Following yesterday’s VMforce announcement there have been questions raised as to what this means for Apex and Visualforce and thus far there has been no clear message from on this subject. I mean to change that now.

To put this plainly, Apex and Visualforce are not going away.

First a bit of background. As the original Product Manager for both Visualforce and Apex (disclosure: still responsible for them indirectly) and Java developer who was responsible for an app written on a similar architecture to VMforce you might consider my perspective to be relevant. 

There is little doubt that the nature of our programmatic platform offerings today have caused hesitation amongst many developers. Specifically those who have a strong preference for specific tools and frameworks which are not available within our platform.  VMforce aims to address that concern head on and based on the reaction thus far there is encouraging evidence that message is resonating.

There are clearly many more developers out there than there are developers and while this message is primarily directed toward our existing developers prospective ones may find it to be relevant as well.

Apex was created in 2006 in response to limitations we identified in the architecture on which the app was built (referenced above) as we sought to build more apps on it.  Specifically the need for granular support of multi-operation transactions and database-level logic augmentation.  It should come as no surprise, then, that even VMforce developers who need this level of control will need to learn and write Apex.

Likewise Visualforce introduced granular and coarse componentization of the standard user interface providing a higher level abstraction and leverage that makes development more productive while remaining tightly integrated with the platform.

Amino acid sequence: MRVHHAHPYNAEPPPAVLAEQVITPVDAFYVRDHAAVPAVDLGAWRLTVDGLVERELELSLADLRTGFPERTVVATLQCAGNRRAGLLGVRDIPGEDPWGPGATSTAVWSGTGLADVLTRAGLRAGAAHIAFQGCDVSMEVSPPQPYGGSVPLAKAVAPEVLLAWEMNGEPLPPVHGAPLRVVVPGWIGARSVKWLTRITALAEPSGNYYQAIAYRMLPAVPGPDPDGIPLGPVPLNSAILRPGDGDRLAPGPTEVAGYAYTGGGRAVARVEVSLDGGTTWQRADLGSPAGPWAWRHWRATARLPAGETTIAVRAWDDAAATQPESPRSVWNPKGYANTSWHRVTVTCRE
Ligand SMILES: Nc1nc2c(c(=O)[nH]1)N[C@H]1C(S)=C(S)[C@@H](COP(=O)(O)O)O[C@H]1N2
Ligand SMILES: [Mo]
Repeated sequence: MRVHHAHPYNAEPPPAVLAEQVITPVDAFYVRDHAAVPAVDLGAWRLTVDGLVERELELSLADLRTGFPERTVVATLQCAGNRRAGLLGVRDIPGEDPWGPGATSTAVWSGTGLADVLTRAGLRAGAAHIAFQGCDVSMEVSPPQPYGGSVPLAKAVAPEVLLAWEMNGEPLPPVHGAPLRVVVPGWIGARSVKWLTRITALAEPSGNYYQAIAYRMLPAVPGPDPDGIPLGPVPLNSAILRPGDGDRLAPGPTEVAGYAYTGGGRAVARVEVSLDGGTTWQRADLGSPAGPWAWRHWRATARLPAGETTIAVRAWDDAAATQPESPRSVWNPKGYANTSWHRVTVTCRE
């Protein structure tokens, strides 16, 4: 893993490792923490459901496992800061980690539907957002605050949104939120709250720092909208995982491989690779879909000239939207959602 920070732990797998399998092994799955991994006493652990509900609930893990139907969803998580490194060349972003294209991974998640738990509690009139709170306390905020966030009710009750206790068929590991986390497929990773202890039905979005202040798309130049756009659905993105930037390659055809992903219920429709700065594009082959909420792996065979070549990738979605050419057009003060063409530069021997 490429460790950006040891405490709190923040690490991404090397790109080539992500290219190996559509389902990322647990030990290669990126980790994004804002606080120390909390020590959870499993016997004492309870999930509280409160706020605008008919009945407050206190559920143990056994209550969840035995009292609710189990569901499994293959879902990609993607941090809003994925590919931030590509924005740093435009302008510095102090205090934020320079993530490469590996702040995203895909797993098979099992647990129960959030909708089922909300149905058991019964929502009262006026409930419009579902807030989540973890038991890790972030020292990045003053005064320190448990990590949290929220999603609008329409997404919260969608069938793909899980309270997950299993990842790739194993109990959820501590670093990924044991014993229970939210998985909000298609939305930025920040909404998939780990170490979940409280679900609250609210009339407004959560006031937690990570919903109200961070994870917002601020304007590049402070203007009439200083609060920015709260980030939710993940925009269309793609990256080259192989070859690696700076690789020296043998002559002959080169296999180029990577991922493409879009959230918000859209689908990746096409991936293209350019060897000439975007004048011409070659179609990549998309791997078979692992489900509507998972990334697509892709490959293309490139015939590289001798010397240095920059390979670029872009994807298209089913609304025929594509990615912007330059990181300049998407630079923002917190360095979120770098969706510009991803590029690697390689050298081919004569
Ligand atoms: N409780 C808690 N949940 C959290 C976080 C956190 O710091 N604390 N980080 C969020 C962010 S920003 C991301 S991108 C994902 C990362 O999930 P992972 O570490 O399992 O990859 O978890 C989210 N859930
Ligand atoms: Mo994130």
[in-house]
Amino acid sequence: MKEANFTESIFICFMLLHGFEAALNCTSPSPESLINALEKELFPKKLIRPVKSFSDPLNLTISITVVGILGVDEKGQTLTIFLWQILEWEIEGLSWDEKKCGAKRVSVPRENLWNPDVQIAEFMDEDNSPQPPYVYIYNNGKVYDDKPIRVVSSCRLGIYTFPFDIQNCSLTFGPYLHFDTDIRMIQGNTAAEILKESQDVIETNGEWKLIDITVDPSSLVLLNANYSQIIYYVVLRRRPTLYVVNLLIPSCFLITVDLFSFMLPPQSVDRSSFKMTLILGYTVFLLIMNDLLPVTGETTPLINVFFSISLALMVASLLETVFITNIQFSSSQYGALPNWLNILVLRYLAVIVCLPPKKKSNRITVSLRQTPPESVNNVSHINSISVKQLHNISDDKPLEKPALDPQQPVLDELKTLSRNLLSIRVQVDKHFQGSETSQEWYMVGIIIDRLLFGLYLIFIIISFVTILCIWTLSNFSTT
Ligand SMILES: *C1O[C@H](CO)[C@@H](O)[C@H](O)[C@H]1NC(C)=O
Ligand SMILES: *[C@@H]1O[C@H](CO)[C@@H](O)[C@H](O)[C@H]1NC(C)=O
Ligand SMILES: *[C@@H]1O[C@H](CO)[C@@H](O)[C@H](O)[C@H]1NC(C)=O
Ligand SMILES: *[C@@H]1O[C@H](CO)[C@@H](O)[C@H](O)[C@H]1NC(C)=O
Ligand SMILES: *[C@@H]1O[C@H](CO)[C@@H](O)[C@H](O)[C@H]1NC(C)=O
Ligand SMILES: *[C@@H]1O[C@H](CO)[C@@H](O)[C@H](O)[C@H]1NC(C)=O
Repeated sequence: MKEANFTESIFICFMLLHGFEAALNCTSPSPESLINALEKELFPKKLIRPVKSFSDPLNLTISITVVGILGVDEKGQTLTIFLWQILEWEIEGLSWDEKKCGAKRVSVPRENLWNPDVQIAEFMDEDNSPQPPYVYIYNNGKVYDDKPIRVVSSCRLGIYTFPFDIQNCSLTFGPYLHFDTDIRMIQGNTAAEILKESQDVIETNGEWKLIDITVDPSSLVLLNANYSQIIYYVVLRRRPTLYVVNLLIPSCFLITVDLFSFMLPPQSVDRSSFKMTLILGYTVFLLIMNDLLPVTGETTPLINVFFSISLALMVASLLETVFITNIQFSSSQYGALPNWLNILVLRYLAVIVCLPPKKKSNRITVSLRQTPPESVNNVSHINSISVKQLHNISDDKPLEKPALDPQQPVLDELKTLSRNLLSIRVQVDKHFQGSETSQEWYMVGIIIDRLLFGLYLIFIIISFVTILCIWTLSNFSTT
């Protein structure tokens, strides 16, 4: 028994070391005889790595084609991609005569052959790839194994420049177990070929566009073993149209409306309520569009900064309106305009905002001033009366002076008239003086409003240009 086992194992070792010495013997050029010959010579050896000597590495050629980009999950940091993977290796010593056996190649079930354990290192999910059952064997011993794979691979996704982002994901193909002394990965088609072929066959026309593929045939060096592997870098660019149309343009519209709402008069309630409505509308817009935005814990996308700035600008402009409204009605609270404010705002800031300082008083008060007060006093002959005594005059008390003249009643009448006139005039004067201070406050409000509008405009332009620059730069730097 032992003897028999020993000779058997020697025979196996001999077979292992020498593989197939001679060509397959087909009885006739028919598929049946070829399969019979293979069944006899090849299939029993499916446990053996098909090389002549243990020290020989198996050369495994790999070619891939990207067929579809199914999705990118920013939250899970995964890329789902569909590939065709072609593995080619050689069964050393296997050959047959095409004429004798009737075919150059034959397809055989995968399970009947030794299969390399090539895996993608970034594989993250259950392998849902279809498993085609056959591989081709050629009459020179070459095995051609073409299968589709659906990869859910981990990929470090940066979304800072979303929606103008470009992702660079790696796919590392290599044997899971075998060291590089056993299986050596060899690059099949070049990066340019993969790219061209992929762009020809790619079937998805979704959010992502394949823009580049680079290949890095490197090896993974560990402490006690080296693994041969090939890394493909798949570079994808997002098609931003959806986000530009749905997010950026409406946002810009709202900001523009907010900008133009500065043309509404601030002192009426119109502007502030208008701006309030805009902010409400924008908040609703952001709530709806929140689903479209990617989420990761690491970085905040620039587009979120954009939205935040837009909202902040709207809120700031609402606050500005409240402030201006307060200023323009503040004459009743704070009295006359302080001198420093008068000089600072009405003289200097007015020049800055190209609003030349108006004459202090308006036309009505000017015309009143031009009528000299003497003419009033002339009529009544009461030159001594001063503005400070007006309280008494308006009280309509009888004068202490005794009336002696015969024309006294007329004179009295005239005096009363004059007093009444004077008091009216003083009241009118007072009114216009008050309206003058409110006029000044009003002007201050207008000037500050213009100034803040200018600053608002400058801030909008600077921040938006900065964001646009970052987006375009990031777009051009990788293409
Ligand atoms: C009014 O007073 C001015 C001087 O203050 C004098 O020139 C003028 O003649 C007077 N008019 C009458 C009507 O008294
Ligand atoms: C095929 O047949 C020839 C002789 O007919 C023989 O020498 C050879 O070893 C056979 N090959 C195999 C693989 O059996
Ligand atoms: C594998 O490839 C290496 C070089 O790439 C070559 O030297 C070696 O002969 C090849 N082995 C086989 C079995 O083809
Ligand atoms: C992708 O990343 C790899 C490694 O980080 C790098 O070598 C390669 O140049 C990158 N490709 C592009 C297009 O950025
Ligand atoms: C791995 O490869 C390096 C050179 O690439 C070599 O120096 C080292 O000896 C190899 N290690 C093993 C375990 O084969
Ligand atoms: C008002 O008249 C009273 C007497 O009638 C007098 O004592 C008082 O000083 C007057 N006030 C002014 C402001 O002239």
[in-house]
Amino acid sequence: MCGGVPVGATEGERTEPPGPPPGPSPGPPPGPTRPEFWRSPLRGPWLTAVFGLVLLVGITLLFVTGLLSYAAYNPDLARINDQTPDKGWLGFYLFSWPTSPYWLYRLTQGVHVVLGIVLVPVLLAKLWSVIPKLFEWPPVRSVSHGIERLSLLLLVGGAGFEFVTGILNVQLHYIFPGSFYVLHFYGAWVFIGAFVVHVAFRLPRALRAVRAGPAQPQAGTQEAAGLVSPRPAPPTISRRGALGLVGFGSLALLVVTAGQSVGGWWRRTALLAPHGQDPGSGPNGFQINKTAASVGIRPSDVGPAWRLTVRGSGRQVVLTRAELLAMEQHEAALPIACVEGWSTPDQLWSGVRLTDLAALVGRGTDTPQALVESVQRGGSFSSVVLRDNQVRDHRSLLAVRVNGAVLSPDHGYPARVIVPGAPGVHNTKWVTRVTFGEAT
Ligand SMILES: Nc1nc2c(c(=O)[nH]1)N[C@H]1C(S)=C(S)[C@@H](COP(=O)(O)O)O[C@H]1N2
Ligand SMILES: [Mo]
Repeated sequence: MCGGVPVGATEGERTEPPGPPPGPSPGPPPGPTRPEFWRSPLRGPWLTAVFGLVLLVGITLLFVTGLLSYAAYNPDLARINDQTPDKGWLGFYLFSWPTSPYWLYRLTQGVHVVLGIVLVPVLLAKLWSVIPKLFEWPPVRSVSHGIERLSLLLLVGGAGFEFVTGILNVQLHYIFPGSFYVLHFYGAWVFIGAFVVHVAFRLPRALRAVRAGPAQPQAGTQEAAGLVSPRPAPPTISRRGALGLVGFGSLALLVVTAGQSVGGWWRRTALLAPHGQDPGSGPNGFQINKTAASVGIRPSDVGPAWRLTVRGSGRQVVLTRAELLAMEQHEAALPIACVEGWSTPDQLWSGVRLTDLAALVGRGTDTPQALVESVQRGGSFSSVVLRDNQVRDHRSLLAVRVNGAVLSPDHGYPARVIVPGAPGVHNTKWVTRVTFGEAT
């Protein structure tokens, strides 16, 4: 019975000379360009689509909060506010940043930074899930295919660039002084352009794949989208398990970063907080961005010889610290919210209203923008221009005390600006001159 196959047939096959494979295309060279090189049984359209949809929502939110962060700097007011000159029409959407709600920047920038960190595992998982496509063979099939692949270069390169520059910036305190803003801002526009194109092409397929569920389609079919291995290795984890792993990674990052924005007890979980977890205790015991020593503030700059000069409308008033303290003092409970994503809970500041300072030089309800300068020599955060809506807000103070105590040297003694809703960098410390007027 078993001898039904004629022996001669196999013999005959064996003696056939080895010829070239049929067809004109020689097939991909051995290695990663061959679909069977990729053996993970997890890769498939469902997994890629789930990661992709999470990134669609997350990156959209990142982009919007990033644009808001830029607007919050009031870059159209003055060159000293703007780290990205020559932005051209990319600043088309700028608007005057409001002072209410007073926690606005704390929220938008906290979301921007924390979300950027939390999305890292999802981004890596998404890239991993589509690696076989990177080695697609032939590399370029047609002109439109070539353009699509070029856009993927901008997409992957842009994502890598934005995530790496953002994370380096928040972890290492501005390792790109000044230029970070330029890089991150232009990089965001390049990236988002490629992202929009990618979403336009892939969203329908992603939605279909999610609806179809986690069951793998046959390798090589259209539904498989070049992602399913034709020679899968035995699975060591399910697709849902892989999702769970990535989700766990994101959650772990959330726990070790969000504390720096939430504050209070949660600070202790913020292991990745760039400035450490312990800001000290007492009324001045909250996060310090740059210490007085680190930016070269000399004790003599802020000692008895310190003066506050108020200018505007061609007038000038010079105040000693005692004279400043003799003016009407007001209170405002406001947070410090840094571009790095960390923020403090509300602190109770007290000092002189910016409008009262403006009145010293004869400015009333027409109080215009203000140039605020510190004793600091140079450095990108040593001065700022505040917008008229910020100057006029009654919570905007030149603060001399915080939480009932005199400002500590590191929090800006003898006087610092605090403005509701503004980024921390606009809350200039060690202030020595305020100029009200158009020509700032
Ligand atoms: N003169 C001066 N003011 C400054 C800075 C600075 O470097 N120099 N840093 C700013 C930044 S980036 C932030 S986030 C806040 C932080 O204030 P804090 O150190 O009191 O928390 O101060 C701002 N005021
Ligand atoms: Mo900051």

Both of these technologies focus on making development on efficient and productive and in large part they have succeeded, especially when combined with the appropriate level of declarative customizations that reduce or eliminate the code that must be written, deployed and maintained. 

There is evidence of this in the analysis performed by Nucleus Research and IDC as the majority of customer implementations studied included these technologies which is not surprising since more than half of our enterprise customers have adopted them.

From a product perspective we are listening to the developer community and moving Apex and Visualforce forward. We’re busy working on better debugging capabilities, simplification of limits as well as the introduction of Chatter components and broader integration of standard features within Visualforce not to mention a host of features around Sites.  Check out the Summer ’10 release preview for additional information on the things you will see this summer.

VMforce undoubtedly provides choice to the developer and ultimately the developer will decide where they can be most productive and effective in delivering their requirements. Apex and Visualforce will be there to help accelerate and fulfill as needed and for those who prefer them we are absolutely committed to continue innovating around them. Keep logging your ideas, we're listening and delivering.

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